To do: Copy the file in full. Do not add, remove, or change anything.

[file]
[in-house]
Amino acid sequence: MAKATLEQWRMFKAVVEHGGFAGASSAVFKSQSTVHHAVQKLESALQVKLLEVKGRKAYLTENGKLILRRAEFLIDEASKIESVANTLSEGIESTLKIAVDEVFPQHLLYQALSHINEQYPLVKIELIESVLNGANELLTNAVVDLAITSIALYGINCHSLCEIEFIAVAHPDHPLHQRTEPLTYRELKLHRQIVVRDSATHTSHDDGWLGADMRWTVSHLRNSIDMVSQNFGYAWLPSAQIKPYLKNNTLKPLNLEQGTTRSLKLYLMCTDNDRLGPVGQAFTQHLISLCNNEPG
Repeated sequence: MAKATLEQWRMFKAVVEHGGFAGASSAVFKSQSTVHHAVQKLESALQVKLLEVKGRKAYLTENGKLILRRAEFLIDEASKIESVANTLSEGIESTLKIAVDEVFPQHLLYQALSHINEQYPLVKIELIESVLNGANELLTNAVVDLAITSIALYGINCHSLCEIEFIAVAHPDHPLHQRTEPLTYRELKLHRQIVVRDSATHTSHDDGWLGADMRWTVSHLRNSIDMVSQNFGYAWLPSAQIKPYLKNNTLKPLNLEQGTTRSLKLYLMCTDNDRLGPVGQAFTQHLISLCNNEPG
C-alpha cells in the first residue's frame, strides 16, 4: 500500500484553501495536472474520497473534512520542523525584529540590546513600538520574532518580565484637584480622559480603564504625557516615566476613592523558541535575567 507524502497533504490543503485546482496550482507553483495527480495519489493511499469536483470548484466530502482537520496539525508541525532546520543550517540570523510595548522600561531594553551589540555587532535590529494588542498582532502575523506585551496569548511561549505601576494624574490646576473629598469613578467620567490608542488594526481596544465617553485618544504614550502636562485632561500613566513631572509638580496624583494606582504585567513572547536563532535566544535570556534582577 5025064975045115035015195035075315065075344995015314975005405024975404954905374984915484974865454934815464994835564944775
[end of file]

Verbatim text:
[in-house]
Amino acid sequence: MAKATLEQWRMFKAVVEHGGFAGASSAVFKSQSTVHHAVQKLESALQVKLLEVKGRKAYLTENGKLILRRAEFLIDEASKIESVANTLSEGIESTLKIAVDEVFPQHLLYQALSHINEQYPLVKIELIESVLNGANELLTNAVVDLAITSIALYGINCHSLCEIEFIAVAHPDHPLHQRTEPLTYRELKLHRQIVVRDSATHTSHDDGWLGADMRWTVSHLRNSIDMVSQNFGYAWLPSAQIKPYLKNNTLKPLNLEQGTTRSLKLYLMCTDNDRLGPVGQAFTQHLISLCNNEPG
Repeated sequence: MAKATLEQWRMFKAVVEHGGFAGASSAVFKSQSTVHHAVQKLESALQVKLLEVKGRKAYLTENGKLILRRAEFLIDEASKIESVANTLSEGIESTLKIAVDEVFPQHLLYQALSHINEQYPLVKIELIESVLNGANELLTNAVVDLAITSIALYGINCHSLCEIEFIAVAHPDHPLHQRTEPLTYRELKLHRQIVVRDSATHTSHDDGWLGADMRWTVSHLRNSIDMVSQNFGYAWLPSAQIKPYLKNNTLKPLNLEQGTTRSLKLYLMCTDNDRLGPVGQAFTQHLISLCNNEPG
C-alpha cells in the first residue's frame, strides 16, 4: 500500500484553501495536472474520497473534512520542523525584529540590546513600538520574532518580565484637584480622559480603564504625557516615566476613592523558541535575567 507524502497533504490543503485546482496550482507553483495527480495519489493511499469536483470548484466530502482537520496539525508541525532546520543550517540570523510595548522600561531594553551589540555587532535590529494588542498582532502575523506585551496569548511561549505601576494624574490646576473629598469613578467620567490608542488594526481596544465617553485618544504614550502636562485632561500613566513631572509638580496624583494606582504585567513572547536563532535566544535570556534582577 5025064975045115035015195035075315065075344995015314975005405024975404954905374984915484974865454934815464994835564944775